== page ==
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21 April 2024
Alan Morris at the beach at Noli, Liguria, Italy.

Today I woke up in the port of Savona in Italy ready to take a coach trip to the villages of Noli & Finalborgo.

Savona, Noli, Finalborgo.

I woke up around 7 am today, I showered & then went for breakfast in one of the ship's buffets as we pulled into the port of Savona. Today I took an escorted coach tour to the two villages of Noli & Finalborgo, Noli on the coast & Finalborgo inland in the mountains.

The coach was due to leave at 9 am & I was sitting on the coach by 8:45 am. Typically many people strolled down to the coach late & the coach didn't leave until around 9:20 am.

Noli, Liguria, Italy.

We were soon driving along the coast road to our first stop at Noli. The road was winding & narrow & in places, there were road works or places where rock falls were being cleared. We were told by our very knowledgeable guide that originally the only way to access Noli was by boat. We passed by some beautiful coastal villages as we approached Noli, this part of the coast really is fantastic, I already wanted to come back to visit here again.

Once we reached Noli the coach dropped us off & our guide showed us the buildings along the roadside explaining that they formed part of the walls of the village. She then took us across the road to the beach where fishermen launched their small boats from the beach to fish. The bay & coastline here was truly breathtaking. After taking time to take photos & look at what the fisherman had caught that morning we crossed back across the road to approach the gates to the walled village.

Our guide then walked us through the main gates to Noli & showed us around the village all too briefly. I instantly fell in love with this tiny village & plan to put visiting this village & spending more time here on my bucket list. Our guide told us much of the history of Noli & showed us memorial stones on the inside of the village walls dedicated to some of the people that had lived there throughout its history.

Whilst in the Oratorio di Sant'Anna, I lit two candles in memory of my mum & dad. I am not a religious person in any way at all but I do like to light a candle in their memory wherever I go on my travels, it was the two of them that first gave me my travel bug after all. After our short walk through the first part of the village we are led back to the coach & we are taken on to Finalborgo.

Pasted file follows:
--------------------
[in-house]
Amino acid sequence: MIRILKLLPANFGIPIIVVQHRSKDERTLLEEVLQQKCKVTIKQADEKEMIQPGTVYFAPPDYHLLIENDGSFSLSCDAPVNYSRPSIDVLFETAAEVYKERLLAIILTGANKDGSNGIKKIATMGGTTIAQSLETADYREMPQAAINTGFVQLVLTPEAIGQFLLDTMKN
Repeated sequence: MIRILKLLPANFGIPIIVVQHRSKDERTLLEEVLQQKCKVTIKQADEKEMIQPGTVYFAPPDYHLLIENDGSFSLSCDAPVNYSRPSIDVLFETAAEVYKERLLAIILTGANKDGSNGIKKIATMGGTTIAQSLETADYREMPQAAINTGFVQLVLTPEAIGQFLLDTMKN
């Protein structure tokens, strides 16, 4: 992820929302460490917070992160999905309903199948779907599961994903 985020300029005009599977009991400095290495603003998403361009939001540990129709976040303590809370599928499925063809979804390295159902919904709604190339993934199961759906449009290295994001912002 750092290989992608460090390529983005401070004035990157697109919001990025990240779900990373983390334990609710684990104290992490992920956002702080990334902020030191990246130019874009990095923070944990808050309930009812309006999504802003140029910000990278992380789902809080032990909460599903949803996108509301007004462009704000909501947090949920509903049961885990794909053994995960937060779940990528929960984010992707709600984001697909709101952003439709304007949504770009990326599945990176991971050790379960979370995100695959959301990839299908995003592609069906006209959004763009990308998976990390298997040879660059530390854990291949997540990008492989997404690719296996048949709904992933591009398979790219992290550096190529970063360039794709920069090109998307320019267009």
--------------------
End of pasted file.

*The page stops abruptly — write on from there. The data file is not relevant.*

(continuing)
View my photos from Noli.

Noli history.

Noli was the ancient centre of the Ligurians, it was a Roman municipality. In the Middle Ages, it was a Byzantine base. Official documents of the eleventh century give an account of it with the name of Naboli. After passing into the hands of the Longobards who destroyed it in 641, it was completely rebuilt on the seashore.

Later converted into an important maritime centre, it participated in 1097 in the First Crusade, for which it received political privileges, but above all commercial privileges from the King of Jerusalem, Baldwin I, the feudal lord Boeth I, of Antioch & Tancred of Sicily. It became the property of Bonifacio del Vasto.

After its constitution as a free municipality in 1187, it was a fief of Henry II Del Carretto in 1193 until its constitution as an independent Republic. The Republic of Noli established important alliances with the Republic of Genoa in 1202, with which it fought against Pisa for commercial supremacy in the Tyrrhenian Sea & against Venice for maritime traffic in the Middle East.

Pressed between the municipalities of Savona & Finale Ligure, the former fief of the Marquis Del Carretto, it was equipped with fortifications & some seventy city towers that enclosed the village in a wall.

The Republic of Noli in the eighteenth century became the object of the expansionist ambitions of the Dukes of Savoy, although it managed to remain allied to the Republic of Genoa. Occupied by Napoleonic troops in 1797, despite the heavy naval bombardment by the English fleet in 1795 against the French, it signed the new constitution that decreed the end of the Republic becoming part of the Ligurian Republic & the First French Empire, until its entry into the Kingdom of Sardinia in 1815. In 1861 it became part of the Kingdom of Italy.

Finalborgo, Liguria, Italy.

Our second & final stop on the tour was Finalborgo. It was only a short drive from Noli & we again passed through some beautiful coastal villages on our way inland to Finalborgo. The coach dropped us in a small car park outside of Finalborgo & we walked the very short walk across the river to the walls of the village before going through to the village.

Unfortunately, many of the people on the coach were all asking to be shown a public toilet that they could use. The tour was held up for no other reason than for many people to use the toilet. Even our tour guide was getting fed up waiting for everybody & after what seemed like nearly an hour everybody was ready to continue. Because of the delay our guide only had a brief time to show us the outside of the village walls & the main road entering the village through the fortified walls. She was able to point out a castle on the mountainside that was built by its once-Spanish rulers before telling us that we had 40 minutes to explore & to get back to the coach to return to the ship.